Women and others involved in the food processing industry met in Bobo Dioulasso on Friday 8 December. There were some 20 people at the meeting, held in the town’s cultural centre. This workshop was for the women-led family food processing microentreprises innovation niche partnership, led by CDAIS facilitator Raymond Kiogo, and Adama Traoré from the national Burkina Faso Institute of Environment and Agricultural Research (INERA).
The aim was to raise the awareness of producers to the specific needs of women in the rural food processing industry. “There are many links between producers and input suppliers, but very few links between women in processing industries and producers,” says Adama Traoré, a researcher who has identified the needs of many women groups over the years, “but in all my years’ experience, this is the first time this has happens. It is amazing!”
Dr Traoré presented research results on a hybrid maize variety suited to women’s needs, but farmers did not agree with the high price of the seeds. “You say we need to pay FCFA 20,000 (€30) for hybrid seeds to plant an acre, when I can buy the seeds I need for half that” said Niampa Issouf from Sideradougou.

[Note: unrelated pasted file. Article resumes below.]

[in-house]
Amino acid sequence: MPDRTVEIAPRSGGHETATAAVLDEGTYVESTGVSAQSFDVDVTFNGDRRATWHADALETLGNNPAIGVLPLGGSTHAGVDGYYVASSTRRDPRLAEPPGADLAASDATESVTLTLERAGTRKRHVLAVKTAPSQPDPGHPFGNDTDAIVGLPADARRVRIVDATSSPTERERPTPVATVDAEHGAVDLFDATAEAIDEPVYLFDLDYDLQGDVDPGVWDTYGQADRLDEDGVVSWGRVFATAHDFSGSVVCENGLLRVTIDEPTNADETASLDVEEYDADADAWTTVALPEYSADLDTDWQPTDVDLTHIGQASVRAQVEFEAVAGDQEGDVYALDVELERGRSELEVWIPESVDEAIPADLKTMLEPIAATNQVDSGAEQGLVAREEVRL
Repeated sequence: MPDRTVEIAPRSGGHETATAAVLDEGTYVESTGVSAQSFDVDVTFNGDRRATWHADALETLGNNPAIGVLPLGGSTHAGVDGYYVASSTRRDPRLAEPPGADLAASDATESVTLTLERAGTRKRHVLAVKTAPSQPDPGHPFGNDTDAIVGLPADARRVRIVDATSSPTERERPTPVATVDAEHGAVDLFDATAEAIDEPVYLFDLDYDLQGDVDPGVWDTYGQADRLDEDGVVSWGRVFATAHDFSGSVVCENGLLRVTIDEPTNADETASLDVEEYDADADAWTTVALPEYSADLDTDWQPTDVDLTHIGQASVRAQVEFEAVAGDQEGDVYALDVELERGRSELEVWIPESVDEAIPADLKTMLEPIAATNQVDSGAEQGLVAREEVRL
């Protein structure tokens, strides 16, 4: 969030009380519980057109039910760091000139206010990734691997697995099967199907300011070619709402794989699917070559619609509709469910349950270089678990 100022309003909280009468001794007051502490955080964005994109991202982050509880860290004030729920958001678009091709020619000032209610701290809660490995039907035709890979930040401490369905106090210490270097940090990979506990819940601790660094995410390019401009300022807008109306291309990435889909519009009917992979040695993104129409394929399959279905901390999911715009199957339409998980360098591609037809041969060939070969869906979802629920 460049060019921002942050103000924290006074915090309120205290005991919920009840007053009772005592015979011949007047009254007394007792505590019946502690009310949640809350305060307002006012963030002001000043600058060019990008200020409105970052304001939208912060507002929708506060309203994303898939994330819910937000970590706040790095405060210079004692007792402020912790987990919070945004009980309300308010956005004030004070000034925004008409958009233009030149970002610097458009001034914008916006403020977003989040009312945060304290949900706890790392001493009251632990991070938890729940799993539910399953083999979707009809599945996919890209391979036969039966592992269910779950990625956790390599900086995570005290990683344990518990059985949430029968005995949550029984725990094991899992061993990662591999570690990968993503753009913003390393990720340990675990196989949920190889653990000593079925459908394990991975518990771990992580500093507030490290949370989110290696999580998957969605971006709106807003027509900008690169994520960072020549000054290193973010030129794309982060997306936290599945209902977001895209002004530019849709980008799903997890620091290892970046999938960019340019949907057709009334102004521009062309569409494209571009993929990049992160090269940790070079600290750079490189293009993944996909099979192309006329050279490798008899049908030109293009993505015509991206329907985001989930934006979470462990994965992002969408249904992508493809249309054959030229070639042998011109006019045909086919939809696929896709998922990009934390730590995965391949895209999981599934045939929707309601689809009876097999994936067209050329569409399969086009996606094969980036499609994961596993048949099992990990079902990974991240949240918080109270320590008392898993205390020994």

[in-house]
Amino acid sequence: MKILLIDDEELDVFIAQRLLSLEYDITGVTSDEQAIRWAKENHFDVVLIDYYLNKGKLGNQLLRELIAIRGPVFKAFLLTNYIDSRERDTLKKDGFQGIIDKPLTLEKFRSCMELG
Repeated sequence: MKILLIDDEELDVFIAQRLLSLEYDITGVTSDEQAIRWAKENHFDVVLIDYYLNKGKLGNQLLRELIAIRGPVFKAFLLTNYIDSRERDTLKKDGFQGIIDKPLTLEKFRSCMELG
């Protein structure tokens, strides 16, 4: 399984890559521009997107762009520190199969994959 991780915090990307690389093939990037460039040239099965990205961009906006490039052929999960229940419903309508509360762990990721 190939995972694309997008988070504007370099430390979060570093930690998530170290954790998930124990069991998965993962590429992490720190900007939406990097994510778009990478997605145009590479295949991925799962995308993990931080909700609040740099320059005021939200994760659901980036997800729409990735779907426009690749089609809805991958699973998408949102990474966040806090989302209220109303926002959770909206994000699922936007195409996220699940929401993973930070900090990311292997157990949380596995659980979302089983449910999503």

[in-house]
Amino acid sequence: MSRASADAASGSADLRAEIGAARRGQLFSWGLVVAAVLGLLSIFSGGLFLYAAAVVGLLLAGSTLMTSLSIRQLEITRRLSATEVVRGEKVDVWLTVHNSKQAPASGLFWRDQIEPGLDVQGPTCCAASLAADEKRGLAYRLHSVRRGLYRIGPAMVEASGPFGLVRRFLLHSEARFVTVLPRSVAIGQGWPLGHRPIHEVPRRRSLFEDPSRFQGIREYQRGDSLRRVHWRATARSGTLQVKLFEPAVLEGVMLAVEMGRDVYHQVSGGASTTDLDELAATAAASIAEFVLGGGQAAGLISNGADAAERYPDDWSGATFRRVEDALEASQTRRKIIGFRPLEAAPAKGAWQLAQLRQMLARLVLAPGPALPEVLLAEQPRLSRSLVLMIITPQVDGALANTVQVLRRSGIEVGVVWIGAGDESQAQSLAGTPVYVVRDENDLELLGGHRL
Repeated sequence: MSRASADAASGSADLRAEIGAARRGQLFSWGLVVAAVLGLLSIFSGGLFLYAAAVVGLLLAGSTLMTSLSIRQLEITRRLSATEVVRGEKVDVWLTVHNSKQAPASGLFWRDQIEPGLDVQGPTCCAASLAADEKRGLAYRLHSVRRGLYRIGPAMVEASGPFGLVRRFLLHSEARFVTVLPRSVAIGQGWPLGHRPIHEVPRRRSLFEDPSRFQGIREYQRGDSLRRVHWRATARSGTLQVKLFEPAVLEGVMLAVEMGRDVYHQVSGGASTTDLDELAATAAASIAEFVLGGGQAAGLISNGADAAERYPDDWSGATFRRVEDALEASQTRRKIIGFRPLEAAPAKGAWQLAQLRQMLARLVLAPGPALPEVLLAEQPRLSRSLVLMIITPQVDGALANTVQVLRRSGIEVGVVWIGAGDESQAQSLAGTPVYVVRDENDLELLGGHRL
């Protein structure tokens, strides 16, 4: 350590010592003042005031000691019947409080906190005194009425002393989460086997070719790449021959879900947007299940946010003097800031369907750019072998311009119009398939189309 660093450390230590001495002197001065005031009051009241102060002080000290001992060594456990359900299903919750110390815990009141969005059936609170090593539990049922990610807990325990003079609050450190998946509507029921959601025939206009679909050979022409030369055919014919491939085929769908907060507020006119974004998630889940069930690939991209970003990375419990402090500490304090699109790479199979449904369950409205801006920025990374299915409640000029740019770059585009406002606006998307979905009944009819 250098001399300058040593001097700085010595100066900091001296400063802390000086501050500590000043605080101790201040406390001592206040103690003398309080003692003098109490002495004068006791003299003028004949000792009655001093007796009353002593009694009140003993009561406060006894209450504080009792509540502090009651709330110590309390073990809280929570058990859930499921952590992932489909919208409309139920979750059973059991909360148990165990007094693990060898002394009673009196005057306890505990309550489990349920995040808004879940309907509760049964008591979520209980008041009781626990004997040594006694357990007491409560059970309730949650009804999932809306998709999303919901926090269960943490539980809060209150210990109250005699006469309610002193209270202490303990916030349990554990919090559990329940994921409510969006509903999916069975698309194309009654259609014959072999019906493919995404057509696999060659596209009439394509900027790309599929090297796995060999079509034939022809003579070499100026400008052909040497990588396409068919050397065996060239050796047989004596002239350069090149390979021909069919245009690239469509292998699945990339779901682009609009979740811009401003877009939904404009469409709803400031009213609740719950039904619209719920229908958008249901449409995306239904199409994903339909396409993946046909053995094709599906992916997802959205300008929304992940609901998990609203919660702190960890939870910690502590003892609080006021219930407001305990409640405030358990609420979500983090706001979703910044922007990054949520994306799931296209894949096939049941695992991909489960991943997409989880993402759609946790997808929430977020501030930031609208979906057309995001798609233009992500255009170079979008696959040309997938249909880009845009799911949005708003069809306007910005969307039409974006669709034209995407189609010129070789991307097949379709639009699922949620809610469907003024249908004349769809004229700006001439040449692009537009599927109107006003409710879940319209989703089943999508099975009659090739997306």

There were many rich exchanges between farmers. One from Djibasso where the climate is good for millet production explained to others about threshing machines, to replace a hard task that puts farmers off taking up millet production. Women also repeated their need of having quality seed to produce high quality couscous that is highly demanded.
For the women involved, this workshop was very important as it allowed them to meet with producers and create commercial contacts. Mrs Catherine Gnoula, responsible for a production unit in Bobo Dioulasso and part of a network of women led microenterprises said that this meeting helped them to create trusty relationships. “Trust between producers and women is very important for both sides. If we trust them and the quality of their products, we will pay them a good price. If they know we will buy their products, they can invest in their production to improve quality.”
Women tend to prefer to buy directly from producers rather than having to buy through intermediaries or from the market, as some cheat by adding rocks to the bags so they are heavier. Trust is crucial. Boly Alassane, agricultural technical officer in Bobo Dioulasso, points out the importance of his role as an intermediary between producers and women. “We rely on partners because as national structures, we do not have the budget to organize this type of workshop”. He recognizes the strength of the trust between different partners as very important, especially “as the government does not do that, NGOs do that kind of thing.”
“If women producers have a will, they will find a way, and this kind of meeting can happen again” concluded Boly. Adama Traoré will stay in touch with producers who are interested in getting seeds of the right varieties, producers and women will exchange information, and technical officers will pass on technical knowledge.